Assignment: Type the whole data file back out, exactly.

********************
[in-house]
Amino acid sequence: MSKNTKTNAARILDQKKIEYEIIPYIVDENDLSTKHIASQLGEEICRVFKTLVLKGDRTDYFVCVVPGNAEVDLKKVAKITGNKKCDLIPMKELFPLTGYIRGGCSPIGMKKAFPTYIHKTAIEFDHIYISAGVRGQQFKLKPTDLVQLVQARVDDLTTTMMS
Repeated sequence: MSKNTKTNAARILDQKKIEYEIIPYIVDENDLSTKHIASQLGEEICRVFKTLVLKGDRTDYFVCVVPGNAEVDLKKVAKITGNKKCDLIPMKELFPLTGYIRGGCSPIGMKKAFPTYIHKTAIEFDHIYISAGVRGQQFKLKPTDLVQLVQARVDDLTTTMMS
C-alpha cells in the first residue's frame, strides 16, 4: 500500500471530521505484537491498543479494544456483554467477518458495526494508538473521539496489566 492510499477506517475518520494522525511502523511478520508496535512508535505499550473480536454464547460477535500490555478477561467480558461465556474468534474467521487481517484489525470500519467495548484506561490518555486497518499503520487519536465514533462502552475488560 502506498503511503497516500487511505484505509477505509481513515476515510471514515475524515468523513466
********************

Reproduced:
[in-house]
Amino acid sequence: MSKNTKTNAARILDQKKIEYEIIPYIVDENDLSTKHIASQLGEEICRVFKTLVLKGDRTDYFVCVVPGNAEVDLKKVAKITGNKKCDLIPMKELFPLTGYIRGGCSPIGMKKAFPTYIHKTAIEFDHIYISAGVRGQQFKLKPTDLVQLVQARVDDLTTTMMS
Repeated sequence: MSKNTKTNAARILDQKKIEYEIIPYIVDENDLSTKHIASQLGEEICRVFKTLVLKGDRTDYFVCVVPGNAEVDLKKVAKITGNKKCDLIPMKELFPLTGYIRGGCSPIGMKKAFPTYIHKTAIEFDHIYISAGVRGQQFKLKPTDLVQLVQARVDDLTTTMMS
C-alpha cells in the first residue's frame, strides 16, 4: 500500500471530521505484537491498543479494544456483554467477518458495526494508538473521539496489566 492510499477506517475518520494522525511502523511478520508496535512508535505499550473480536454464547460477535500490555478477561467480558461465556474468534474467521487481517484489525470500519467495548484506561490518555486497518499503520487519536465514533462502552475488560 502506498503511503497516500487511505484505509477505509481513515476515510471514515475524515468523513466